We barely scratched the surface and as soon as we have a couple of days to explore we’ll go again.

Adding to My Wellbeing

Well, maybe not so much. All the wisdom out there is that pets add to your wellbeing. Our pets are treated like family members, they eat premium dog food, carrots are their treats, along with homemade frozen yogurt pumpkin pops. I walk them at least three times a day, every day, rain or shine. I am the one out walking the dogs, in gale force winds, pouring rain and frigid temperatures. I’m the one everyone looks out their windows laughing at while they are warm or cool snug in their homes. The dogs even sleep in our bed with us, taking up the lion share of the king size bed.

But I’ve noticed a trend, maybe even a sinister bend by the dogs. I think they may be plotting against me. Lately on our walks, Royal has started walking in on me, forcing me to either move to the left or tripping over his legs. Royal keeps a watchful eye out for squirrels and will either stop or move in the direction of the squirrel with an abruptness that leaves my right shoulder in an odd angle. Orso is always lagging behind with me dragging him along a full six feet behind me. The only time he gets excited is if another dog shows up and then he tries to drag me over to the dog and its’ terrified owner. I am then tasked with the thoroughly enjoyable job of stopping two hundred pounds of dogs moving away from me – one short woman that has a lot less muscle mass than them.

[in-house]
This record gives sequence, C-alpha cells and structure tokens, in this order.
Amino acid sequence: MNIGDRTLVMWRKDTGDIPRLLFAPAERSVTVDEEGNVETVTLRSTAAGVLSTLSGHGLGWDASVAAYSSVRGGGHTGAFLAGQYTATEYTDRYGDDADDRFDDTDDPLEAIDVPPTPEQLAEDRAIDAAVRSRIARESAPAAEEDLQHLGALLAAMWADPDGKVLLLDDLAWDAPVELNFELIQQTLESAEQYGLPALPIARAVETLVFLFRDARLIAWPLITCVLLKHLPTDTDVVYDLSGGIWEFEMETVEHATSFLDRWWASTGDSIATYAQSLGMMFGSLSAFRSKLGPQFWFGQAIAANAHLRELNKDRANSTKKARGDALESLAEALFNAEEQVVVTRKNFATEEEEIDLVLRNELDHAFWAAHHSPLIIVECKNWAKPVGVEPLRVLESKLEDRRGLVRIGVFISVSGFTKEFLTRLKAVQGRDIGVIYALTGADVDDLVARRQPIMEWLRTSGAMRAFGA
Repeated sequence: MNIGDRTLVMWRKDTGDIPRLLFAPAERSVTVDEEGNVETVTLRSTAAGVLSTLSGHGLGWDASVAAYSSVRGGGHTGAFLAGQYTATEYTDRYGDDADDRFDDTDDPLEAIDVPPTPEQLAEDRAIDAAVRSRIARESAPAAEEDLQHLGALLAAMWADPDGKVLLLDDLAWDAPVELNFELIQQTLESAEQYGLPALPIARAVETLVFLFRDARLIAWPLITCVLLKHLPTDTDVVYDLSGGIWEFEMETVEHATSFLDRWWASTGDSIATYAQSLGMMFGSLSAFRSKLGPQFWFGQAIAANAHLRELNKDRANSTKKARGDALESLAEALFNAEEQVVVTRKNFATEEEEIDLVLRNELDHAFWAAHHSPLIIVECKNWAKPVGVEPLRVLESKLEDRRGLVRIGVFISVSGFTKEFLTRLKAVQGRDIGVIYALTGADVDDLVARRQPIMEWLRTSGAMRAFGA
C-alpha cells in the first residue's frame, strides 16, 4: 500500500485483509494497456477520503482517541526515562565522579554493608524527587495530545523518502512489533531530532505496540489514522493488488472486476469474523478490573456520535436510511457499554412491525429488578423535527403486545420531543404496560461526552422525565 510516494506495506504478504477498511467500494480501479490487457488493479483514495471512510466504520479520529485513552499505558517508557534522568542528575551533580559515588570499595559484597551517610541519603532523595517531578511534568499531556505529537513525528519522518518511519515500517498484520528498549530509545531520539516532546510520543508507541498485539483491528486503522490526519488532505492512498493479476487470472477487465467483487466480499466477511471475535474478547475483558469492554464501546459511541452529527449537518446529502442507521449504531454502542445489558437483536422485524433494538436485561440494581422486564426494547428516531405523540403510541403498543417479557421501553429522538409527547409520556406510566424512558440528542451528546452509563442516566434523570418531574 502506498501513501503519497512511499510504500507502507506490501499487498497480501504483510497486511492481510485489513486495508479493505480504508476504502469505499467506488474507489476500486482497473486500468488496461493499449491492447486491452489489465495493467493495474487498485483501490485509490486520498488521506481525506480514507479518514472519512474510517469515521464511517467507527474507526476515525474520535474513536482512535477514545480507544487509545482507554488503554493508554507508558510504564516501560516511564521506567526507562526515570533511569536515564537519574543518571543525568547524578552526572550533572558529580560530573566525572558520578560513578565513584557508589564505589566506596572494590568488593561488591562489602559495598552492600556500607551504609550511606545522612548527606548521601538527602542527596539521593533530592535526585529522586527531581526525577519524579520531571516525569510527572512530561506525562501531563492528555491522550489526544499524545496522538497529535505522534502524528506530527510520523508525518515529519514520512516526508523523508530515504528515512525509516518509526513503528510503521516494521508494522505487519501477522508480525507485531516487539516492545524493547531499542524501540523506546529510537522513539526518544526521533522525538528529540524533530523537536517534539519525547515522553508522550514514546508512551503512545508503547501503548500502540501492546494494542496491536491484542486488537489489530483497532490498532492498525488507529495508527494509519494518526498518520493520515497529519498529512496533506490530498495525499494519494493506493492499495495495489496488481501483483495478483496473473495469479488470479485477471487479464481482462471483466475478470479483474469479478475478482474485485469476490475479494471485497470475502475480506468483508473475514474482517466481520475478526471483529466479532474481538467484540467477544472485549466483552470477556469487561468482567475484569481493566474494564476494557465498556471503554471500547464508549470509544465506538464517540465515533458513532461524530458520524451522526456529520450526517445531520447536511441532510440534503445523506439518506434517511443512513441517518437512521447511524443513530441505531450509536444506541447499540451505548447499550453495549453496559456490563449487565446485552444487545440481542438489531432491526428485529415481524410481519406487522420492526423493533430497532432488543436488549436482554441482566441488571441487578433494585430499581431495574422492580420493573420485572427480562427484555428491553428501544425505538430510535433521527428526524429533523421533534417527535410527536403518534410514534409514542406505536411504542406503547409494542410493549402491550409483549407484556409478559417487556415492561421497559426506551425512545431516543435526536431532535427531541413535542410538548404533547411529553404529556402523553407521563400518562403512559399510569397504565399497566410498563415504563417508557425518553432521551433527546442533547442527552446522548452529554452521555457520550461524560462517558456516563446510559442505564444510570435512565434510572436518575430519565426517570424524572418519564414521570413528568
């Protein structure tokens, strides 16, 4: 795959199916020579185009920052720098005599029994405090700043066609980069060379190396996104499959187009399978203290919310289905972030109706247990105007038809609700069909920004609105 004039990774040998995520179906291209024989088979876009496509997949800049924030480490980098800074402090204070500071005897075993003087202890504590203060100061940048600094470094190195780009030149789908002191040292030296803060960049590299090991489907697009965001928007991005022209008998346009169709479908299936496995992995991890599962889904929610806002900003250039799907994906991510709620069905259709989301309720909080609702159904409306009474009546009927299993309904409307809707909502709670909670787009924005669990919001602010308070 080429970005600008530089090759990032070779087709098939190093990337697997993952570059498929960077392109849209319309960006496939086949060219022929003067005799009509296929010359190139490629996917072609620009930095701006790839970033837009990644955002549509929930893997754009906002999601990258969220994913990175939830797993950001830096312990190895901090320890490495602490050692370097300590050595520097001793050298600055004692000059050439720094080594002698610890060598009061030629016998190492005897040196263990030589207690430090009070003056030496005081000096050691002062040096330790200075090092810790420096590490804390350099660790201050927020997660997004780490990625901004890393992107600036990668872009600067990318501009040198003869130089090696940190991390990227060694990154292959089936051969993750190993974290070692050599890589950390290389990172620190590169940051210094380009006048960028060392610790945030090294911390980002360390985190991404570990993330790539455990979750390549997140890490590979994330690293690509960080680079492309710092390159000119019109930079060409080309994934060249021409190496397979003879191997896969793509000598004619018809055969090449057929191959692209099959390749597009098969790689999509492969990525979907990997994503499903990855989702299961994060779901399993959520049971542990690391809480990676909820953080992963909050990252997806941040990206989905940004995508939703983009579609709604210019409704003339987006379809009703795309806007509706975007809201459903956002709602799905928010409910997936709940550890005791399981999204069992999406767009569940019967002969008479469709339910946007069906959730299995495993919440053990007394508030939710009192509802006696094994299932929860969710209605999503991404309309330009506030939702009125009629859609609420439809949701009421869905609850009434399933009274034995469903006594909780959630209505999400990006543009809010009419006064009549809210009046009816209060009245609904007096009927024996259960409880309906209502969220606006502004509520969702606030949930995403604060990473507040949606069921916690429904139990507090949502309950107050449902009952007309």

Just yesterday, we had just come back from our afternoon walk and was standing in the driveway, when I noticed the black lab that lives down the street walk out of his driveway and as I took a step backward to see if he was on his way over to our house, Royal stepped behind me and as I almost stepped on him, I jerked away, yes you know it, I fell backwards hard on my rear end. I came really close to whacking the back of my head on the driveway, not that it would have caused much damage, I have a hard head. But it was jarring, none the less. Mitch turned around and looked at me sitting on the ground and asked why I was down there. I just turned and looked at Royal who was standing there with a slight smile on his face. I swear I saw a smile, I think he did that on purpose.

Oh yes, our pets enrich our lives and add to our wellbeing, and because I am enrolled in Aflac, I get rewarded every time they send me to the emergency room.

This is a Public Service Announcement or You’re Doing It Wrong!